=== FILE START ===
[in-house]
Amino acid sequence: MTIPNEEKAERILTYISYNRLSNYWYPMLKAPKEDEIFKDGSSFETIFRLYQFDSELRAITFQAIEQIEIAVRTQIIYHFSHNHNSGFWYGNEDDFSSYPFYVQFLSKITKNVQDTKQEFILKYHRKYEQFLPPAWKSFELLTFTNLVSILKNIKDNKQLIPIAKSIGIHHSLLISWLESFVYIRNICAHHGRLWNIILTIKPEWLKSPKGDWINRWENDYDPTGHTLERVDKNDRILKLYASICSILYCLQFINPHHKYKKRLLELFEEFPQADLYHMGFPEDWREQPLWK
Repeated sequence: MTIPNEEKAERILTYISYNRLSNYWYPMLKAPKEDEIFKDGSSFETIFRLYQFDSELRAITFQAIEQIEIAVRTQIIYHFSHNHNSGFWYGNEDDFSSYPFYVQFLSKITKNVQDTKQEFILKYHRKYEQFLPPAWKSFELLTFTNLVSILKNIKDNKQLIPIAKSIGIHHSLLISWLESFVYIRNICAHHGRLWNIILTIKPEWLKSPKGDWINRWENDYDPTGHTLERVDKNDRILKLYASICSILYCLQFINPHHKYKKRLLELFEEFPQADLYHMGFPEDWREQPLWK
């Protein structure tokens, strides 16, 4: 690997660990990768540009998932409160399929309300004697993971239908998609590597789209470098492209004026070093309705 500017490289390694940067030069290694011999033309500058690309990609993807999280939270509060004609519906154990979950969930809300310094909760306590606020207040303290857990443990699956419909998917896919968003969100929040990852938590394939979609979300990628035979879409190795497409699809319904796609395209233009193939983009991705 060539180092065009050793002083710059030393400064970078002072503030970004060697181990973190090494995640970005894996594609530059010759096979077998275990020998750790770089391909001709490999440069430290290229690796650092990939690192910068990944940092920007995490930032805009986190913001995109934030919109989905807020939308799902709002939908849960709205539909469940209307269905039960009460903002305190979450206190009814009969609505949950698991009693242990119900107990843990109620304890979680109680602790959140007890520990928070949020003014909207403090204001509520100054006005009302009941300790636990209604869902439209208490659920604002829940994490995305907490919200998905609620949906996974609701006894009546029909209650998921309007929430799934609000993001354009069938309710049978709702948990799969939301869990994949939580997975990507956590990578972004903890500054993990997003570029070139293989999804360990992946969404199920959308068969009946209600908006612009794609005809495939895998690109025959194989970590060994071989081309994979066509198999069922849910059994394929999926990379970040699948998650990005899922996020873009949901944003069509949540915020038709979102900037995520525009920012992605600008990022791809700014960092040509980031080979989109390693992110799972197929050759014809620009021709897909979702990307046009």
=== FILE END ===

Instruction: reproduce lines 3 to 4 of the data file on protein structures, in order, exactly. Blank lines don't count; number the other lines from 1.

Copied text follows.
Repeated sequence: MTIPNEEKAERILTYISYNRLSNYWYPMLKAPKEDEIFKDGSSFETIFRLYQFDSELRAITFQAIEQIEIAVRTQIIYHFSHNHNSGFWYGNEDDFSSYPFYVQFLSKITKNVQDTKQEFILKYHRKYEQFLPPAWKSFELLTFTNLVSILKNIKDNKQLIPIAKSIGIHHSLLISWLESFVYIRNICAHHGRLWNIILTIKPEWLKSPKGDWINRWENDYDPTGHTLERVDKNDRILKLYASICSILYCLQFINPHHKYKKRLLELFEEFPQADLYHMGFPEDWREQPLWK
């Protein structure tokens, strides 16, 4: 690997660990990768540009998932409160399929309300004697993971239908998609590597789209470098492209004026070093309705 500017490289390694940067030069290694011999033309500058690309990609993807999280939270509060004609519906154990979950969930809300310094909760306590606020207040303290857990443990699956419909998917896919968003969100929040990852938590394939979609979300990628035979879409190795497409699809319904796609395209233009193939983009991705 060539180092065009050793002083710059030393400064970078002072503030970004060697181990973190090494995640970005894996594609530059010759096979077998275990020998750790770089391909001709490999440069430290290229690796650092990939690192910068990944940092920007995490930032805009986190913001995109934030919109989905807020939308799902709002939908849960709205539909469940209307269905039960009460903002305190979450206190009814009969609505949950698991009693242990119900107990843990109620304890979680109680602790959140007890520990928070949020003014909207403090204001509520100054006005009302009941300790636990209604869902439209208490659920604002829940994490995305907490919200998905609620949906996974609701006894009546029909209650998921309007929430799934609000993001354009069938309710049978709702948990799969939301869990994949939580997975990507956590990578972004903890500054993990997003570029070139293989999804360990992946969404199920959308068969009946209600908006612009794609005809495939895998690109025959194989970590060994071989081309994979066509198999069922849910059994394929999926990379970040699948998650990005899922996020873009949901944003069509949540915020038709979102900037995520525009920012992605600008990022791809700014960092040509980031080979989109390693992110799972197929050759014809620009021709897909979702990307046009």